Karl and I worked together to launch a congressional inquiry to answer that question, which eventually led to a U.S. Defense Department report suggesting that the Roswell "flying saucer" was a highly-classified project to determine if the Soviet Union was testing an atomic bomb in the atmosphere by launching long strings of high-altitude balloons with recording devices. Apparently the recovery of one of the crashed balloon trains and the high level of government secrecy surrounding the project (remember, this was in 1947, right after World War II and at the beginning of the Cold War) generated the popular belief that the Roswell case may have involved something more exotic than a "weather balloon."

After a two-year long investigation, Karl concluded that the source of all of the hoopla was Project Mogul and presented his findings in a book, Roswell: Inconvenient Facts and the Will to Believe (Prometheus, 2001). Although the title was a description of Karl's own position at the time, it also described mine. We both, I think, were victims of the "will to believe," because we shared the idea that something very remarkable happened in Roswell. That turned out to be right--but it wasn't what we thought (or hoped). Karl's research (to which I lent some considerable support, even alienating colleagues who I thought were friends) presented "inconvenient facts." Nevertheless, these facts are overwhelmingly convincing that Roswell was associated with Project Mogul, not an extraterrestrial spacecraft.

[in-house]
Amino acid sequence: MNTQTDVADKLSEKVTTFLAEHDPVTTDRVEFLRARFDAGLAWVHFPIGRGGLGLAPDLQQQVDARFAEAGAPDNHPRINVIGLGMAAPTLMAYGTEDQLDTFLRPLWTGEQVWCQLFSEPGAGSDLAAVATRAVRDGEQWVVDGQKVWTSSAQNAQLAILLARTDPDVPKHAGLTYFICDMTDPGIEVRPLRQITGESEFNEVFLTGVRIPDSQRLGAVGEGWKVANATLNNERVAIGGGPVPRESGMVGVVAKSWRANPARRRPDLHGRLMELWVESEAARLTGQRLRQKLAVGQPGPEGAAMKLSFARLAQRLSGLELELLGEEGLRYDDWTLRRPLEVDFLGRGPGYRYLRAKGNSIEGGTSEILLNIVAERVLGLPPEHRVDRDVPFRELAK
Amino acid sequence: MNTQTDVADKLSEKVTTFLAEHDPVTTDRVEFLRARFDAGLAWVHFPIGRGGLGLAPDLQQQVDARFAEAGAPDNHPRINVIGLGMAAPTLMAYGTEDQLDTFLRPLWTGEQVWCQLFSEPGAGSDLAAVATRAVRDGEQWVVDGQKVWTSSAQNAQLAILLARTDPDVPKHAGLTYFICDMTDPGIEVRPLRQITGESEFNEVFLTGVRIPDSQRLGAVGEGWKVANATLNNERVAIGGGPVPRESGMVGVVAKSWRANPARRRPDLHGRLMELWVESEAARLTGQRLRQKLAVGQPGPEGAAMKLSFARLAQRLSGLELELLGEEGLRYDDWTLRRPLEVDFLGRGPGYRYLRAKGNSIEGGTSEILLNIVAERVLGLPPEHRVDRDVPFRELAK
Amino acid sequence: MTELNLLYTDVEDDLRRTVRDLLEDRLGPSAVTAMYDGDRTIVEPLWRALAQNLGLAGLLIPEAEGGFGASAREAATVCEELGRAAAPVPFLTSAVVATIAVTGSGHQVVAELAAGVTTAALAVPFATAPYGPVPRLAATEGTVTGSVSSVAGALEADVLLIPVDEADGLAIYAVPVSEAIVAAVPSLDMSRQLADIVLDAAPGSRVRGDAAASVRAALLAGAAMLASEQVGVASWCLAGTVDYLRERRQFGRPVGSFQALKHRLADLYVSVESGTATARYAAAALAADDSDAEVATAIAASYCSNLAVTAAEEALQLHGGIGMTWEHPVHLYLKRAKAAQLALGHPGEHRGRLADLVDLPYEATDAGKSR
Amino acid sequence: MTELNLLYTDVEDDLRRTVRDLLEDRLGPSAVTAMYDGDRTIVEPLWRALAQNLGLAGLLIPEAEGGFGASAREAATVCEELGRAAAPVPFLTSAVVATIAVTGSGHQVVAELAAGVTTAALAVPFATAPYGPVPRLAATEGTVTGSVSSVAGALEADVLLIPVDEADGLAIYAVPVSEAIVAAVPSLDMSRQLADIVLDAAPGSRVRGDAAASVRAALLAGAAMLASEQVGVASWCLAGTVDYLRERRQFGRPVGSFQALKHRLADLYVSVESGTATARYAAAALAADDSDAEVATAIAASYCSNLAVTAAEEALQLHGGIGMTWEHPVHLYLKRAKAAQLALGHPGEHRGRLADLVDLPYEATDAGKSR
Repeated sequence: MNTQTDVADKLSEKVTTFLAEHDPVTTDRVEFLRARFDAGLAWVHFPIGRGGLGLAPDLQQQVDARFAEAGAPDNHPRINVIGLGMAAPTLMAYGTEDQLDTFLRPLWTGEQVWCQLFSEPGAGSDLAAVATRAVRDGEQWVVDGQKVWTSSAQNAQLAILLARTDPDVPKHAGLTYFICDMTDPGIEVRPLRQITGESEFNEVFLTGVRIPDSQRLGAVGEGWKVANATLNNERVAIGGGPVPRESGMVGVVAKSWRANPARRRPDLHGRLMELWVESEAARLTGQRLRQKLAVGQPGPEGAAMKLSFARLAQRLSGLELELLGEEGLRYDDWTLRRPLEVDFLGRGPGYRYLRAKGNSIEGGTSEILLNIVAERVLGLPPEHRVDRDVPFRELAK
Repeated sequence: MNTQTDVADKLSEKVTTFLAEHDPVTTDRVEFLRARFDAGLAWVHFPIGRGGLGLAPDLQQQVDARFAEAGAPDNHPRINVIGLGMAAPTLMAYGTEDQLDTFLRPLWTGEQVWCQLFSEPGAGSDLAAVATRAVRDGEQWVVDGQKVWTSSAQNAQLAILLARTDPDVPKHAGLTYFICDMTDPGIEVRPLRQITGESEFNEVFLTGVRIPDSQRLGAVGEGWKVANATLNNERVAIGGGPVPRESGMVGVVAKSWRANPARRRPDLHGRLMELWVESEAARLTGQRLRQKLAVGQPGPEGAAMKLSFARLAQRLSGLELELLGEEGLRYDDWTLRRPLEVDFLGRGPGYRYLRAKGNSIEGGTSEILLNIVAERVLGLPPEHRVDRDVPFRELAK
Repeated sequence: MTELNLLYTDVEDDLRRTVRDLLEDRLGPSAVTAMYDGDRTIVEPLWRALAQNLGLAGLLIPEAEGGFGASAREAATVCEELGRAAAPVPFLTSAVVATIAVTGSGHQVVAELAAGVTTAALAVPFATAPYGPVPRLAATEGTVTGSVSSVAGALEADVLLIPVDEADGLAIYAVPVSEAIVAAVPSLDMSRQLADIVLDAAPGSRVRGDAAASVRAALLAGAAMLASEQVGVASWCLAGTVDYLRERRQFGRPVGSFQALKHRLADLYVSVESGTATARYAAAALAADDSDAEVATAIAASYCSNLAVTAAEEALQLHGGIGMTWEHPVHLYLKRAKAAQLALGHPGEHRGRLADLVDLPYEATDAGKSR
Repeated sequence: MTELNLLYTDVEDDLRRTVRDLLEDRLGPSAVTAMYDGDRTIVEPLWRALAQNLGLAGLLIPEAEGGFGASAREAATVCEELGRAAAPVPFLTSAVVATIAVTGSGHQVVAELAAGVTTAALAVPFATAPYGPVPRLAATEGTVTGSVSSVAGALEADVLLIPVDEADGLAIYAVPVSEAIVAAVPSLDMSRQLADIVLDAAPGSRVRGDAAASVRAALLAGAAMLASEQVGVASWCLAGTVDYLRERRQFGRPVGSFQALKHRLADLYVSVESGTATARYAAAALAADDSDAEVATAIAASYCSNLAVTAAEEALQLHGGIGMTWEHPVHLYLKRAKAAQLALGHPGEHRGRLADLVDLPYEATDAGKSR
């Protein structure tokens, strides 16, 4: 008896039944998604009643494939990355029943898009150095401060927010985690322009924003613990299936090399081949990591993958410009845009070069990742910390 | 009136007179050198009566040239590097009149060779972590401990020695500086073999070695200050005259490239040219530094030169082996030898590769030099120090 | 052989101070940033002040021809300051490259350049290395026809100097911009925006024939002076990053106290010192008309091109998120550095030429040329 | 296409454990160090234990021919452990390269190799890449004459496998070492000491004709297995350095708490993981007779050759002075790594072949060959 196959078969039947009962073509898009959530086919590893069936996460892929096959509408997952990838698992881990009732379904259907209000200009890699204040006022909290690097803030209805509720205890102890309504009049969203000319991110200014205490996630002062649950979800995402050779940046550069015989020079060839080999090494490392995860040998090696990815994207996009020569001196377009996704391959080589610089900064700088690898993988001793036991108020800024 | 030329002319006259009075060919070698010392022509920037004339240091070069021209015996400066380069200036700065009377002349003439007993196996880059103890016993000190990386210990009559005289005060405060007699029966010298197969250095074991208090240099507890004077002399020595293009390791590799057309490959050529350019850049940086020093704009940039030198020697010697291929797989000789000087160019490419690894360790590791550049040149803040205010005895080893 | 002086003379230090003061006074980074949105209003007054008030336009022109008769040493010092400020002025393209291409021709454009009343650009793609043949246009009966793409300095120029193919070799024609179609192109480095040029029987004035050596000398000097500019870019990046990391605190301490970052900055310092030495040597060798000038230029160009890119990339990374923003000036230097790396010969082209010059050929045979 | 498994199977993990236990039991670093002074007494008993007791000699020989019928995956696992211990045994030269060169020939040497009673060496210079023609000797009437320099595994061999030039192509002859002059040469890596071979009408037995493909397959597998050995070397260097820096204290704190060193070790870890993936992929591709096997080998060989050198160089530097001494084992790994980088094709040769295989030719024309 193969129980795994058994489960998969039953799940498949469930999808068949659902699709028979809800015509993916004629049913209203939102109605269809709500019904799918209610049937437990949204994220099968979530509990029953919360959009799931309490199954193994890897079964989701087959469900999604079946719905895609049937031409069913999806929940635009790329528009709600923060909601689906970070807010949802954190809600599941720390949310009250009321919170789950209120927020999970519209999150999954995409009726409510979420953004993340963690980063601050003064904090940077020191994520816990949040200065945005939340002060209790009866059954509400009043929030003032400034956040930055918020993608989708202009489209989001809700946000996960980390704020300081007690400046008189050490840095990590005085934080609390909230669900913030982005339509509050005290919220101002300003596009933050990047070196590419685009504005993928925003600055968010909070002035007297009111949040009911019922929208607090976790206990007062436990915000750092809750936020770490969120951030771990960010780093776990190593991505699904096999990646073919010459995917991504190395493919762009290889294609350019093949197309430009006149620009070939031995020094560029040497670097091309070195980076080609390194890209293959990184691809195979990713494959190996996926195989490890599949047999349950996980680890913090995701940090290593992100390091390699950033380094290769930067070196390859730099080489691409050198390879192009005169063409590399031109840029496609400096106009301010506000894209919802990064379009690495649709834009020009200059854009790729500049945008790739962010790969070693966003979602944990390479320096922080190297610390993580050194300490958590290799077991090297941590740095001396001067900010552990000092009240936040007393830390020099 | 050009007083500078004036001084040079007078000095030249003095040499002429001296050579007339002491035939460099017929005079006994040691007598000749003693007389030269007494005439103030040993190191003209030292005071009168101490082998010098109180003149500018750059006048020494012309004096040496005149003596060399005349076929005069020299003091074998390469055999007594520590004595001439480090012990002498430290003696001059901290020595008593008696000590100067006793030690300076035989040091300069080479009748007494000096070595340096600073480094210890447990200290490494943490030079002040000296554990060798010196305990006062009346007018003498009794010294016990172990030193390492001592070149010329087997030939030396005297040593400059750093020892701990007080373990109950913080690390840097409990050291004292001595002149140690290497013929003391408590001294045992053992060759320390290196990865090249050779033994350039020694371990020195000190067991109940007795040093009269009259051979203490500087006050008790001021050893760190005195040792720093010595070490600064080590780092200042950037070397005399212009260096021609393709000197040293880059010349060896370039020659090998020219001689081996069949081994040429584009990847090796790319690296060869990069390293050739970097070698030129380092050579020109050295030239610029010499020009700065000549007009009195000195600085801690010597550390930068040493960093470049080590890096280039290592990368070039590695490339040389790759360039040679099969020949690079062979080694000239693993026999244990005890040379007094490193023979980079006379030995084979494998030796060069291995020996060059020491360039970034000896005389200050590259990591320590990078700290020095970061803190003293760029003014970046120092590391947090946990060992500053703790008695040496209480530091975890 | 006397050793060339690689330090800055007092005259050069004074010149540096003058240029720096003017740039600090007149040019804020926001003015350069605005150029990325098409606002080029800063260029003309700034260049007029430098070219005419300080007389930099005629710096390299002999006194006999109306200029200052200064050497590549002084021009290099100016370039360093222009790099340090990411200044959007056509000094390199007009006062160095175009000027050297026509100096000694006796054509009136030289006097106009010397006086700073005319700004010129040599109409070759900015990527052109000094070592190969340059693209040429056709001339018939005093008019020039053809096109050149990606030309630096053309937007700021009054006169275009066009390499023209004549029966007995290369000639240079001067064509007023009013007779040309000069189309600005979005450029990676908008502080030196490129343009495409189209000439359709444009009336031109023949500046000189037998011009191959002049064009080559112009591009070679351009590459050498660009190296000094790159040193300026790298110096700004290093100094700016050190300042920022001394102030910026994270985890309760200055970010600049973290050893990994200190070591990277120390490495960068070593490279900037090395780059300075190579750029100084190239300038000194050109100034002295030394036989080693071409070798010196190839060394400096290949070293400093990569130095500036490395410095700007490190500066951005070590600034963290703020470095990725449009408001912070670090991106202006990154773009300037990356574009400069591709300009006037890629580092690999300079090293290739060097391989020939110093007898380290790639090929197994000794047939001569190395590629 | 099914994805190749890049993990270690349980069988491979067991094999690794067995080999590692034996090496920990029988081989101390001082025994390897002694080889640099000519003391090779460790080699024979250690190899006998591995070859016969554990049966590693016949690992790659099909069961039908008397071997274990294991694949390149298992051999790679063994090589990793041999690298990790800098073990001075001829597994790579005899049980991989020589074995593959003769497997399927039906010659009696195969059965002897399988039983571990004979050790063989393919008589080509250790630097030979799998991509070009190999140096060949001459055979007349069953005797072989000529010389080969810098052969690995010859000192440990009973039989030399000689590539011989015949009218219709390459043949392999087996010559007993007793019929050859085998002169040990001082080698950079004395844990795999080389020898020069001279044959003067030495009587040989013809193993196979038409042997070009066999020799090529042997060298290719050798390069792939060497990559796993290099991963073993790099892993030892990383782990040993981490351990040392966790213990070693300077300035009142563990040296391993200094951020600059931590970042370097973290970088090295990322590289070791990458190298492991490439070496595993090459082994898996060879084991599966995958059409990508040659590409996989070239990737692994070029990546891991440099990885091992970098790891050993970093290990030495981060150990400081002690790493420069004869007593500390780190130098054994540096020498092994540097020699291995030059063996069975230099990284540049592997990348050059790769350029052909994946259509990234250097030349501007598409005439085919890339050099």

It was that dedication to the truth that I admired most in Karl. A meticulous researcher and a superb writer, Karl was the essence of intellectual honesty. He followed the facts wherever they led. And he admitted his mistakes and foibles with the same spirit in which he defended his ideas.

One of the greatest honors of my life is that in his book about the Roswell case, after his dedication to his "spousal associate," he acknowledged my friendship and support, for standing by him "when others doubted."

It is in that spirit of friendship that I share this sad news, which Karl would say isn't sad at all. His wishes were for no funeral or memorial service, but rather a party, during which vast quantities of champagne and good beer would be served and relatives and friends would share "Karl stories." This is mine.

Bon voyage, my friend. We'll meet on the other side.
-Fred Whiting


     To all who knew and admired the man, the ufologist and the friend.

Karl Pflock's memory will nor fade away but, continue to serve as an example of what the study, researching and investigation of the phantoms of the skies is intended to be. That is a heuristic learning experience, not a belief system built upon rumor mongering and sensation-seeking.

Jim Moseley and I were fortunate enough to have worked with Karl and shared in his wisdom, insights and humor concerning the UFO enigma and it's many enthusiasts. But, most of all, we were fortunate enough to be his "saucer pals". Karl was truly one of the "good guys' of UFOria and we will miss his infectious laughter, wit and friendship.

Few knew his courage, and fewer still in saucerdom recognized his humble genius.

-Matt Graeber